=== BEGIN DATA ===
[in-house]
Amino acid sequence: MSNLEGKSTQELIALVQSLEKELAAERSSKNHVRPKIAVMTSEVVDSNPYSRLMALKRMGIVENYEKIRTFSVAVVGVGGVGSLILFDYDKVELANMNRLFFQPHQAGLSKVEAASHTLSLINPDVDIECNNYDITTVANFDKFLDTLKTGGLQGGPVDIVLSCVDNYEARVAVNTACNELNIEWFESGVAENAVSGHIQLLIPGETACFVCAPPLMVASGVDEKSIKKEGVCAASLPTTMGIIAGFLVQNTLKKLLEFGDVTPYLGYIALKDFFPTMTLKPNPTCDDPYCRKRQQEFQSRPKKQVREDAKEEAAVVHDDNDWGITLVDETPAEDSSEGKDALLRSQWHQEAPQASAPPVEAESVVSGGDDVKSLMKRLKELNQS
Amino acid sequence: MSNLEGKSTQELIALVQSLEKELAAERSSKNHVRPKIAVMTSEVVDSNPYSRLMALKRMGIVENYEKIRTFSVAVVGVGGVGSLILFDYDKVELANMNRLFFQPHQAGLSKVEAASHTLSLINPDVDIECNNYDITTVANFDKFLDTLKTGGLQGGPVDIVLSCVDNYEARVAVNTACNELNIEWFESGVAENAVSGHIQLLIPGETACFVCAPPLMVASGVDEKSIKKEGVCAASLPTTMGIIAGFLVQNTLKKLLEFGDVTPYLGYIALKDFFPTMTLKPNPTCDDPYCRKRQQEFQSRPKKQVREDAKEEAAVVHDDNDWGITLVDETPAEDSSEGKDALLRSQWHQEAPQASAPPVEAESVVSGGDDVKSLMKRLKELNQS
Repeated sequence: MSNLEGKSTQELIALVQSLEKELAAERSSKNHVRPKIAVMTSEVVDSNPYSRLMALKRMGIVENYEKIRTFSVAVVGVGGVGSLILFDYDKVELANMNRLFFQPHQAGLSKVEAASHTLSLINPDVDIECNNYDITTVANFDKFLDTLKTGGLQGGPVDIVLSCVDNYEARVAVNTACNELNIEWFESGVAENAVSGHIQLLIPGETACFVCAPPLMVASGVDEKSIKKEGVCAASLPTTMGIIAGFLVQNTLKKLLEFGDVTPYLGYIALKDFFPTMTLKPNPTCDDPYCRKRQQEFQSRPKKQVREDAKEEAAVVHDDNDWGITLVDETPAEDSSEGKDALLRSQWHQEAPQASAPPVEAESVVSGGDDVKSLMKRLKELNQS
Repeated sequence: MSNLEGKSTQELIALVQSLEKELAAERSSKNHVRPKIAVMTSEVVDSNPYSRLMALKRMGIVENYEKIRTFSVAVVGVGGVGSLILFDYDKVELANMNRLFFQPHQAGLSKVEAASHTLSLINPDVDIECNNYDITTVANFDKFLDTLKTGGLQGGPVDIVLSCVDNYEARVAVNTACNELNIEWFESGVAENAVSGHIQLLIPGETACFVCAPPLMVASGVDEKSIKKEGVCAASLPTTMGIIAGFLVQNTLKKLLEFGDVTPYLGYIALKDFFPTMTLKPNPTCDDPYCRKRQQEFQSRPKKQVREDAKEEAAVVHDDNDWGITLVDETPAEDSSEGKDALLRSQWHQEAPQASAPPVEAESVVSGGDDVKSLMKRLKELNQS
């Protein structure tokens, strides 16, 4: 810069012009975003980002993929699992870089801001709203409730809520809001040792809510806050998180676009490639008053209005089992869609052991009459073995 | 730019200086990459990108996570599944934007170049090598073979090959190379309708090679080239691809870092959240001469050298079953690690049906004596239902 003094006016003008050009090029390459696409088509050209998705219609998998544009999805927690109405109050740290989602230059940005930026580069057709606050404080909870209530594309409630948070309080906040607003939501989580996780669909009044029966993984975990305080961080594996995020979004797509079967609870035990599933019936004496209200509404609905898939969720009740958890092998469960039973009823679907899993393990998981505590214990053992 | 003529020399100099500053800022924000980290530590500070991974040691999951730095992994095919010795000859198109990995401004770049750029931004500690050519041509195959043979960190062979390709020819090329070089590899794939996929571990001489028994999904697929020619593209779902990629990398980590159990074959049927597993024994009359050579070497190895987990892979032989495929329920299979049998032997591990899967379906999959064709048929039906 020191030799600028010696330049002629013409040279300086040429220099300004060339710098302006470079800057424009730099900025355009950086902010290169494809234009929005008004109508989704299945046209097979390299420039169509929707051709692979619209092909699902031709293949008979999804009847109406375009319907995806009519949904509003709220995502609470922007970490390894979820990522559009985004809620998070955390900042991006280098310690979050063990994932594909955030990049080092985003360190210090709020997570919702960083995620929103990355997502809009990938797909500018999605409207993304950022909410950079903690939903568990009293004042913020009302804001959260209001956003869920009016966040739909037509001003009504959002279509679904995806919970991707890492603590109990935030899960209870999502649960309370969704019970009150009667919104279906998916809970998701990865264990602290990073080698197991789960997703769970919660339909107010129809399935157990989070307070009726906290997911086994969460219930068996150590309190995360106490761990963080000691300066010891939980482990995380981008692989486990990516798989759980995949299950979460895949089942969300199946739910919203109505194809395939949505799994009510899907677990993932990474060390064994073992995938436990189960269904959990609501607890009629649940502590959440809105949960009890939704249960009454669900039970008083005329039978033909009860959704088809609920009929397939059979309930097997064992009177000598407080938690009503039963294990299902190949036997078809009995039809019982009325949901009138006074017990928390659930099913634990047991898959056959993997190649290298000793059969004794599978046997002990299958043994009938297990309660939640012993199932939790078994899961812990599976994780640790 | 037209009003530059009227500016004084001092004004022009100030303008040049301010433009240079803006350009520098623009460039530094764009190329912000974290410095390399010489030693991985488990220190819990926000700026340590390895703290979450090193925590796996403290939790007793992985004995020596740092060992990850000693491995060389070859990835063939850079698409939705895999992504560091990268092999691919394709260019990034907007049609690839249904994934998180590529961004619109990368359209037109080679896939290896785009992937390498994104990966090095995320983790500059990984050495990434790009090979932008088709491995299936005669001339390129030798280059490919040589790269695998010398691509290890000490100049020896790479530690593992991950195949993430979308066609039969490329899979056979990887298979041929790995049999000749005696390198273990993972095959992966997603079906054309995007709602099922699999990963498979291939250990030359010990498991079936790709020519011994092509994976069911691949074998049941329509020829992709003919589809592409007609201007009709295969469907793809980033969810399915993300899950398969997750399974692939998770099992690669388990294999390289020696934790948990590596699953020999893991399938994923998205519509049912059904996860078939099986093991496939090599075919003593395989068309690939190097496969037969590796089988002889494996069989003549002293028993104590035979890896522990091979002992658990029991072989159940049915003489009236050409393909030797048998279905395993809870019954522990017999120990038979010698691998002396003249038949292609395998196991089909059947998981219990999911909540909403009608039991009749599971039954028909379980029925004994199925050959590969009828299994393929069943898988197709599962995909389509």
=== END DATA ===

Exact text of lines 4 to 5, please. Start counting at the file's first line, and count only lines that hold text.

Repeated sequence: MSNLEGKSTQELIALVQSLEKELAAERSSKNHVRPKIAVMTSEVVDSNPYSRLMALKRMGIVENYEKIRTFSVAVVGVGGVGSLILFDYDKVELANMNRLFFQPHQAGLSKVEAASHTLSLINPDVDIECNNYDITTVANFDKFLDTLKTGGLQGGPVDIVLSCVDNYEARVAVNTACNELNIEWFESGVAENAVSGHIQLLIPGETACFVCAPPLMVASGVDEKSIKKEGVCAASLPTTMGIIAGFLVQNTLKKLLEFGDVTPYLGYIALKDFFPTMTLKPNPTCDDPYCRKRQQEFQSRPKKQVREDAKEEAAVVHDDNDWGITLVDETPAEDSSEGKDALLRSQWHQEAPQASAPPVEAESVVSGGDDVKSLMKRLKELNQS
Repeated sequence: MSNLEGKSTQELIALVQSLEKELAAERSSKNHVRPKIAVMTSEVVDSNPYSRLMALKRMGIVENYEKIRTFSVAVVGVGGVGSLILFDYDKVELANMNRLFFQPHQAGLSKVEAASHTLSLINPDVDIECNNYDITTVANFDKFLDTLKTGGLQGGPVDIVLSCVDNYEARVAVNTACNELNIEWFESGVAENAVSGHIQLLIPGETACFVCAPPLMVASGVDEKSIKKEGVCAASLPTTMGIIAGFLVQNTLKKLLEFGDVTPYLGYIALKDFFPTMTLKPNPTCDDPYCRKRQQEFQSRPKKQVREDAKEEAAVVHDDNDWGITLVDETPAEDSSEGKDALLRSQWHQEAPQASAPPVEAESVVSGGDDVKSLMKRLKELNQS